142 U.S. 366 (1892), District Tp. of Doon v. Cummins

Citation:142 U.S. 366, 12 S.Ct. 220, 35 L.Ed. 1044
Party Name:DISTRICT TOWNSHIP OF DOON, LYON COUNTY, IOWA, v. CUMMINS.
Case Date:January 04, 1892
Court:United States Supreme Court
 
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Page 366

142 U.S. 366 (1892)

12 S.Ct. 220, 35 L.Ed. 1044

DISTRICT TOWNSHIP OF DOON, LYON COUNTY, IOWA,

v.

CUMMINS.  

United States Supreme Court.

January 4, 1892

        In error to the circuit court of the United States for the northern district of Iowa, Reversed.

         [12 S.Ct. 220] STATEMENT BY MR. JUSTICE GRAY.

        The original action was brought by Theron Cummins, a citizen of Illinois, on coupons attached to negotiable bonds issued by the defendant, a district township of Iowa, under the statute of Iowa of 1880, c. 132, the material provisions of which are copied in the margin.  [1]

        The defendant denied the validity of the bonds, on the ground that they were issued in violation of the constitution of Iowa of 1857, art. 11, § 3, likewise copied in the margin.  [2]

        A jury was duly waived, and the case was submitted to the circuit court, which found the following facts:

        The defendant is a school-district in Lyon county, Iowa, having power to contract in its corporate name, and to issue [12 S.Ct. 220] negotiable bonds.  From the date of its organization its affairs have been badly managed, and, through fraud and incompetency on the part of the officers of the district, indebtedness to a very large extent has been created against the district, part of which was evidenced by bonds of the district, part by judgments against it, and part by warrants or orders drawn on its different funds.

        On July 9, 1881, the board of directors of the district unanimously adopted a resolution to issue, 'for the purpose of funding the outstanding bonded indebtedness of the district,' bonds to an amount not exceeding $25,000, in accordance with the statute aforesaid, to run for 10 years and payable after 5 years, at the pleasure of the district, and bearing interest at the annual rate of 7 per cent., with interest coupons attached; and appointing one Richards 'refunding agent to negotiate said bonds,' to take up the aforesaid indebtedness, and to report his doings to the district.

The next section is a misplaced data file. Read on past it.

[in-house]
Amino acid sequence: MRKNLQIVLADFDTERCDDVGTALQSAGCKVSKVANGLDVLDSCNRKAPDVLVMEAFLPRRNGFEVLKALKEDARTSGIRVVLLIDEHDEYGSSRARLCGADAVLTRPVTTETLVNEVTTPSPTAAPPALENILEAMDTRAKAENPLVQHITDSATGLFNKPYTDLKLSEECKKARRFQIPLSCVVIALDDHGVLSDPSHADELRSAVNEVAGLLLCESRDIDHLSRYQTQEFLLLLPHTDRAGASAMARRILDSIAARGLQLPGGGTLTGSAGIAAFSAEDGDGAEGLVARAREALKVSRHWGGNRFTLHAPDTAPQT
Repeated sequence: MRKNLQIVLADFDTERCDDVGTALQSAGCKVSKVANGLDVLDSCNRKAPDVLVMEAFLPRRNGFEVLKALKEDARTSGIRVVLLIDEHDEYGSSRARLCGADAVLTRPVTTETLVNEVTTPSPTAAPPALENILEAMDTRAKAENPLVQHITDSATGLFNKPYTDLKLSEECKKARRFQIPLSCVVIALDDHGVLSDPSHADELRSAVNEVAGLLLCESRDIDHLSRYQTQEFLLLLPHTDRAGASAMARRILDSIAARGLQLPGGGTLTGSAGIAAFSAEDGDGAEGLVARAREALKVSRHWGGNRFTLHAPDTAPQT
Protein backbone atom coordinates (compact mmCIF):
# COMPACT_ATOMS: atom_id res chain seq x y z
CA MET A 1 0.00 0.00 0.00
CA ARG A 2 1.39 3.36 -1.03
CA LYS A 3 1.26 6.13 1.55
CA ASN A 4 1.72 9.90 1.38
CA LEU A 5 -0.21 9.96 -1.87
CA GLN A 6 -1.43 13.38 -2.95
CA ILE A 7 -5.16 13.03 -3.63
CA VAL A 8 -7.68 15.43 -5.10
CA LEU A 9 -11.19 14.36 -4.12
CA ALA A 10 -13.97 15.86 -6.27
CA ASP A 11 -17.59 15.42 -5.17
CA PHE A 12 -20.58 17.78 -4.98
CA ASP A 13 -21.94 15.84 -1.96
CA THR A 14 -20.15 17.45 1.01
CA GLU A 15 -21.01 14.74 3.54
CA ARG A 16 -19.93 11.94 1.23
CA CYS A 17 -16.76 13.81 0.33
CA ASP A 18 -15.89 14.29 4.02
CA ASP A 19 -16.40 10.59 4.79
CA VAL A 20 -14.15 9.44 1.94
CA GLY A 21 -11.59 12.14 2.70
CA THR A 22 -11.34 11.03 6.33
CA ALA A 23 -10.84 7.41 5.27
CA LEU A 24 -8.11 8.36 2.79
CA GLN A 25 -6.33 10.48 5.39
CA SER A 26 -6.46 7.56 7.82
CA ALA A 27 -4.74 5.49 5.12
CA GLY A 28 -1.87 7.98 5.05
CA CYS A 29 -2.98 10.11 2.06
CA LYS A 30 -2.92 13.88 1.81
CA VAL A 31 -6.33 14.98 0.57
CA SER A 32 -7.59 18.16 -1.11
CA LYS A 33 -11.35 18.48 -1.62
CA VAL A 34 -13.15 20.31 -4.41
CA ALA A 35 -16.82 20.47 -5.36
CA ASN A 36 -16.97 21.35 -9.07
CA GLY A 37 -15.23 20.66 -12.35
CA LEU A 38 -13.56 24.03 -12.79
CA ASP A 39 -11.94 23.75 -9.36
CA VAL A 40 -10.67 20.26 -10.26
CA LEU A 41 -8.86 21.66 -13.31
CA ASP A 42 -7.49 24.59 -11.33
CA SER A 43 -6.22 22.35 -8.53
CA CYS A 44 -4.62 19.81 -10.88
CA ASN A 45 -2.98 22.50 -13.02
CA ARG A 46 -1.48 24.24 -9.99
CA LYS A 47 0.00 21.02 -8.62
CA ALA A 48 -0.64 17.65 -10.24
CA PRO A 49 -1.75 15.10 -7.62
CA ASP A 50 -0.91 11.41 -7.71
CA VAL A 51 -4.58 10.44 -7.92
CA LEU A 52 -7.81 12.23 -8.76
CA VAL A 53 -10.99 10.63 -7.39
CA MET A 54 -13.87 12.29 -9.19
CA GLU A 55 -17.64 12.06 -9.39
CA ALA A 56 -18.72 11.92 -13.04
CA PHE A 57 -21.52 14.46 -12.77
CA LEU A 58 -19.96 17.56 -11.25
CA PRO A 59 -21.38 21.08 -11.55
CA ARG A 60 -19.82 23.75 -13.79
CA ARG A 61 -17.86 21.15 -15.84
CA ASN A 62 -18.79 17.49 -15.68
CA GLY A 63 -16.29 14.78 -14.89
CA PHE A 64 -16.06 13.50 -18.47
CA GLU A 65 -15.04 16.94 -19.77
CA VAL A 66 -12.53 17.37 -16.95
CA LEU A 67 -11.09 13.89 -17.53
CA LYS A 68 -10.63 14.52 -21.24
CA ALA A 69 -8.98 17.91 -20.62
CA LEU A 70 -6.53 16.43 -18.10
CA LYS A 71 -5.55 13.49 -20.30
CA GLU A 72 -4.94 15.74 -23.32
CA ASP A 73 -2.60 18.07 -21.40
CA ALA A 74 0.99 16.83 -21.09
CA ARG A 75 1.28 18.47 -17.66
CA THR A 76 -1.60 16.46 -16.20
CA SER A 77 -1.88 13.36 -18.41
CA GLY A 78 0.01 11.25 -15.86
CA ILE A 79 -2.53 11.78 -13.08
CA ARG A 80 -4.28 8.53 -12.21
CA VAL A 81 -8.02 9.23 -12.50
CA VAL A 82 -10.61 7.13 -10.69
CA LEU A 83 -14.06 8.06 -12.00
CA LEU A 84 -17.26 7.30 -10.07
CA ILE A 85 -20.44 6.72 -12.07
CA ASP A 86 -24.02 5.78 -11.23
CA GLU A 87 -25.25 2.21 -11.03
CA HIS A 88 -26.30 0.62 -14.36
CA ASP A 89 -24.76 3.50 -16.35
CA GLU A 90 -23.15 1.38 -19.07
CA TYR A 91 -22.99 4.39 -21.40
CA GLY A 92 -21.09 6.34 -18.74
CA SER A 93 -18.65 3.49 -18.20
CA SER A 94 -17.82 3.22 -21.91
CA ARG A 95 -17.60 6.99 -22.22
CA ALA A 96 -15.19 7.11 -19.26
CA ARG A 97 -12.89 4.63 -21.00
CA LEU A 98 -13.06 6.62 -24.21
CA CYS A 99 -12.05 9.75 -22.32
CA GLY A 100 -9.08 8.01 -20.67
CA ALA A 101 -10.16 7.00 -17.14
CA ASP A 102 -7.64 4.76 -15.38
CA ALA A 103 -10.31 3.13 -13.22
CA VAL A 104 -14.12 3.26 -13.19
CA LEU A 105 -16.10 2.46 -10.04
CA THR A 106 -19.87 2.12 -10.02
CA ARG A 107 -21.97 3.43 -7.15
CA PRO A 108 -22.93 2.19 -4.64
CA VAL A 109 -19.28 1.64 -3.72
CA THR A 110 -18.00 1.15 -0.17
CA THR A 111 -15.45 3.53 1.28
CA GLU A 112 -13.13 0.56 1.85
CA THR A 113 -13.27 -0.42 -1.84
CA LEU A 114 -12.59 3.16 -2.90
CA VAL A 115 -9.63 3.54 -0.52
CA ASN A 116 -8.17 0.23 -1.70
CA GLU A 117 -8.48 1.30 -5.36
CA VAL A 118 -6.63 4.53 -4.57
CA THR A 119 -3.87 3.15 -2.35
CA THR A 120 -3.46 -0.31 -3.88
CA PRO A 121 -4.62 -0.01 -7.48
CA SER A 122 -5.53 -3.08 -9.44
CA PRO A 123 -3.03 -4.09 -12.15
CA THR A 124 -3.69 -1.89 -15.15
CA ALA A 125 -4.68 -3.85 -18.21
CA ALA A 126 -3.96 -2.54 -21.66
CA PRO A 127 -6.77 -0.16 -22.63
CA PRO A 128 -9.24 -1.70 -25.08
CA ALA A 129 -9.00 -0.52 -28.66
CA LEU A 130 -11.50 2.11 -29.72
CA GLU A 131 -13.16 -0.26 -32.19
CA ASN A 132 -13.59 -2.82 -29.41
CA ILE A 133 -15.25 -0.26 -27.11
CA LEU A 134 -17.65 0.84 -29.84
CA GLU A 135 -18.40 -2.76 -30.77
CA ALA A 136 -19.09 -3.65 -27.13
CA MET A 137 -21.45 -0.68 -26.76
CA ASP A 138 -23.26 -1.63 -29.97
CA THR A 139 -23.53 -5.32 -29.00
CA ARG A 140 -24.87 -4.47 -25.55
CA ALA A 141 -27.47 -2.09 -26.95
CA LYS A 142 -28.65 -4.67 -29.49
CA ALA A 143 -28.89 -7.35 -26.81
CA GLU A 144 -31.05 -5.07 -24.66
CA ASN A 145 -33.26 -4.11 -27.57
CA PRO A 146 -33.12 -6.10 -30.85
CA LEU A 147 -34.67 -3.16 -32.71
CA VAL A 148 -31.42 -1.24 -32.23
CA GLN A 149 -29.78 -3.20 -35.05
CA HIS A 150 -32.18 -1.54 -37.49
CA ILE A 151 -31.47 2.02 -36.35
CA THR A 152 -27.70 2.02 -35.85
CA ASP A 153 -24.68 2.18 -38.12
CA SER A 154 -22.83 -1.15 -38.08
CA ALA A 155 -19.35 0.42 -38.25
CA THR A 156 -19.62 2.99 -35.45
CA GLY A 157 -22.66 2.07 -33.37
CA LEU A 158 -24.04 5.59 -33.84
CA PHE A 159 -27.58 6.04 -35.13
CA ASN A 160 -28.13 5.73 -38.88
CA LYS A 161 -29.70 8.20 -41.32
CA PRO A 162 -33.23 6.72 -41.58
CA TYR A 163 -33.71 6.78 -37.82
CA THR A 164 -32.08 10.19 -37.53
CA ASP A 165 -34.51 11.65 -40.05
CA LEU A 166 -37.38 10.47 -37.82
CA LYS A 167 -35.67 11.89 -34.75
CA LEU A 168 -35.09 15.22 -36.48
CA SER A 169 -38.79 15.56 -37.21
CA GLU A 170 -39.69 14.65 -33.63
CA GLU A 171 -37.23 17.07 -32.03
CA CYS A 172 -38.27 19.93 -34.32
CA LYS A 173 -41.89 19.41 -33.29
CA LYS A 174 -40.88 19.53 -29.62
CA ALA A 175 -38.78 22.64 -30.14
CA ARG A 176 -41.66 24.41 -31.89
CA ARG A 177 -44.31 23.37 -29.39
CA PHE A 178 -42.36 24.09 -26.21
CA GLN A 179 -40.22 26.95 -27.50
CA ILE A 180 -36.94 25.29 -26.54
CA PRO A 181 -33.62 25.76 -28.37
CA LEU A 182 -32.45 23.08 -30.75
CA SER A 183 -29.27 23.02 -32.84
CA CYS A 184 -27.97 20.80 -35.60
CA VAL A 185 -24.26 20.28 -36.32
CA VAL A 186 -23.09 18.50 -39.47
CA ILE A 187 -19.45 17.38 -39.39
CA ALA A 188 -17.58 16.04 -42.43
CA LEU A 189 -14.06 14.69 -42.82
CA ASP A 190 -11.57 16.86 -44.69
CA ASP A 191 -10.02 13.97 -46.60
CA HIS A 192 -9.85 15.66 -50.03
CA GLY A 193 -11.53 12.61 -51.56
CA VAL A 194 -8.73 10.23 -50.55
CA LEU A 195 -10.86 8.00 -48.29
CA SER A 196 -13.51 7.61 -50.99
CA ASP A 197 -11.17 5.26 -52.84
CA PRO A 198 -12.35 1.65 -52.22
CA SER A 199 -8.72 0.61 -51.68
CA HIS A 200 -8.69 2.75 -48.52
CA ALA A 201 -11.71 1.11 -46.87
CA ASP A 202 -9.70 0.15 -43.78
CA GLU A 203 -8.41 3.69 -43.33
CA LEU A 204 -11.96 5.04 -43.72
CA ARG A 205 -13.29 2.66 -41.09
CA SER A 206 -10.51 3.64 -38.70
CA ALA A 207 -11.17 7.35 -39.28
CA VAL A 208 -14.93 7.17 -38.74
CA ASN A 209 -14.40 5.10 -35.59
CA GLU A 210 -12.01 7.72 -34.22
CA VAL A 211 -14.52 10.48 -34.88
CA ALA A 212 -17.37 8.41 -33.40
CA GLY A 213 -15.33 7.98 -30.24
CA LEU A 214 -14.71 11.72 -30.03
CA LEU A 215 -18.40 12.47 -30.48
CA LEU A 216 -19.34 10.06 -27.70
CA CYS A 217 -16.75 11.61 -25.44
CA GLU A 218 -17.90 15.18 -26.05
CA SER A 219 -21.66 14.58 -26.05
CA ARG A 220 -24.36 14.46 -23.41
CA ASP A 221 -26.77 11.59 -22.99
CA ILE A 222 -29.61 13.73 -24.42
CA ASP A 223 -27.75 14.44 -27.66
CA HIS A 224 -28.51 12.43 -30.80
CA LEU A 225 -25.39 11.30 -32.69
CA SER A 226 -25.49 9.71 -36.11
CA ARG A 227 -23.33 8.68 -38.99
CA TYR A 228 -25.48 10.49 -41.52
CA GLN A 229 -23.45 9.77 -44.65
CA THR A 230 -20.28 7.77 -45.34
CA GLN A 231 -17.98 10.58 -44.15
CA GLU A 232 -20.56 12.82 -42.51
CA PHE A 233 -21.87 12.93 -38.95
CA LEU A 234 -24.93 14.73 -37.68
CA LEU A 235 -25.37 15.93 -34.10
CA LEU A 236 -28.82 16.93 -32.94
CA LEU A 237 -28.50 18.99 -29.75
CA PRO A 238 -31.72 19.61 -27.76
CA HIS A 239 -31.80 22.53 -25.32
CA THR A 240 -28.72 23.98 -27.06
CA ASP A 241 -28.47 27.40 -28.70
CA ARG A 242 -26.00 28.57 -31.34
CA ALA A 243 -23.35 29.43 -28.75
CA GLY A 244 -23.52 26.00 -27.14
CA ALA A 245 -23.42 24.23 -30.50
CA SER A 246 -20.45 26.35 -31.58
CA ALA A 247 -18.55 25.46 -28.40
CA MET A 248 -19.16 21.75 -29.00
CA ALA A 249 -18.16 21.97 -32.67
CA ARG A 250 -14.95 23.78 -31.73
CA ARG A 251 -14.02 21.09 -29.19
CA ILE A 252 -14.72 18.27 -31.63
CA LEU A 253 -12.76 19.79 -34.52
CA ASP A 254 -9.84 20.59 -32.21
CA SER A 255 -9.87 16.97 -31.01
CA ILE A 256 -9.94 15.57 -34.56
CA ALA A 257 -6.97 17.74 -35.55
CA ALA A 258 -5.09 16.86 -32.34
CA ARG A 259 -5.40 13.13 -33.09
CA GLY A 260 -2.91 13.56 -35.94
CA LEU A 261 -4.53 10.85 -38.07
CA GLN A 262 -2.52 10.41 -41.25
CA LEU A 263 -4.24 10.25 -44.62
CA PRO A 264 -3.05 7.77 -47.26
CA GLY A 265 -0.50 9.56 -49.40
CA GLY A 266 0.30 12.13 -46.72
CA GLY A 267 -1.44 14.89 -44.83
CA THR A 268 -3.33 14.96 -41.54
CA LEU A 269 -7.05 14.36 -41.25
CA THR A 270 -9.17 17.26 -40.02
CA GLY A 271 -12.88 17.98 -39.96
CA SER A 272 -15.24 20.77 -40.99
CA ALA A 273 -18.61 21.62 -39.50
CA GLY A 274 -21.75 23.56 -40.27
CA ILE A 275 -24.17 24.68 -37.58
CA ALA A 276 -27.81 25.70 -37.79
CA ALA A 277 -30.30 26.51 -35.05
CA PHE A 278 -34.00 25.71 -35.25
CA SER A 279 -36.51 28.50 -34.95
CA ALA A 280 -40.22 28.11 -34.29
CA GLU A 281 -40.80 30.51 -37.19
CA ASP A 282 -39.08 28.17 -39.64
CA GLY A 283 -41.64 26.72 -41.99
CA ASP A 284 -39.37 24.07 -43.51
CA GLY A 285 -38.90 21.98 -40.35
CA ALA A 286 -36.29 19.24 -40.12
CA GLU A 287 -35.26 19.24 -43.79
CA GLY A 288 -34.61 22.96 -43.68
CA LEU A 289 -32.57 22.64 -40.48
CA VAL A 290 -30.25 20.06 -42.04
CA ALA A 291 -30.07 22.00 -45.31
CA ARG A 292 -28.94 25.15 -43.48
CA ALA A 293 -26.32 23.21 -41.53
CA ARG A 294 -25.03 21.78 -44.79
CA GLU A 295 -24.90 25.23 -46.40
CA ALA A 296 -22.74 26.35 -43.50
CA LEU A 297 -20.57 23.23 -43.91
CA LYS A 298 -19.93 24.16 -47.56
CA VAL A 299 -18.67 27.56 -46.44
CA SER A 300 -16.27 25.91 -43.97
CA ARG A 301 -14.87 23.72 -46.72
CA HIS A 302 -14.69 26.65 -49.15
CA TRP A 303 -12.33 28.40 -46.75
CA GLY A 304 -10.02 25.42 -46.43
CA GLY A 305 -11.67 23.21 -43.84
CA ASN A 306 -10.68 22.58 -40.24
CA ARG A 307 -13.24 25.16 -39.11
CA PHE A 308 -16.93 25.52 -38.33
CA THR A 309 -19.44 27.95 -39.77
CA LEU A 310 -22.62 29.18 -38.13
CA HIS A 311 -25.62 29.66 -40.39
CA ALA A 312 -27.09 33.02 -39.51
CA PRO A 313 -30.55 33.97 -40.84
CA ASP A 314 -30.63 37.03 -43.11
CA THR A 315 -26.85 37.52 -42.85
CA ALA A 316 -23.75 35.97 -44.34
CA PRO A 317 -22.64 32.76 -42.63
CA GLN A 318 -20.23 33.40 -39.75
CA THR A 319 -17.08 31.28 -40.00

In pursuance of this resolution, 25 bonds were prepared and signed by the proper officers of the district, dated July 11, 1881, for the sum of $1,000 each, having the statute aforesaid printed upon them, and containing the following recital: 'This bond is executed and issued by the board of directors of said school-district in pursuance of and in accordance with chapter 132, Laws 18th Gen. Assem.  Iowa, is in accordance with the laws and constitution of the state of Iowa, and in conformity with a resolution of said board of directors passed in accordance with said chapter 132 at a meeting thereof held 9th day of July, 1881.'

        Ten of these bonds were sold on July 25, 1881, and ten others on August 11, 1881, for their par value in cash, by Richards to the plaintiff, who, at the time of his first purchase, knew that it was the defendant's purpose to issue bonds to the amount of $20,000 at least, or $25,000 if necessary.  The remaining five bonds were sold by Richards on December 20, 1881, to another party.

        At the time of issuing the bonds in question, the total valuation of the taxable property within the district, as shown by the next preceding state and county tax-lists, was $131,038.  The evidence failed to show the exact amount of bonds of the defendant outstanding on July 11, 1881, but the amount of such bonds, with interest, exceeded $20,000.  Large amounts of warrants had been issued by the district from time to time for various purposes, a portion, at least, of which was fraudulent; and there were outstanding unsatisfied judgments against it for $11,700.  Many frauds had been perpetrated by the officers of the district, and thereby the amount of indebtedness evidenced by its bonds and by judgments against it had been fraudulently increased.  But the evidence failed to show that any of those bonds had been issued in violation of the above provision of the constitution of Iowa, or that a successful defense could have been interposed by the defendant against the holders of any of them.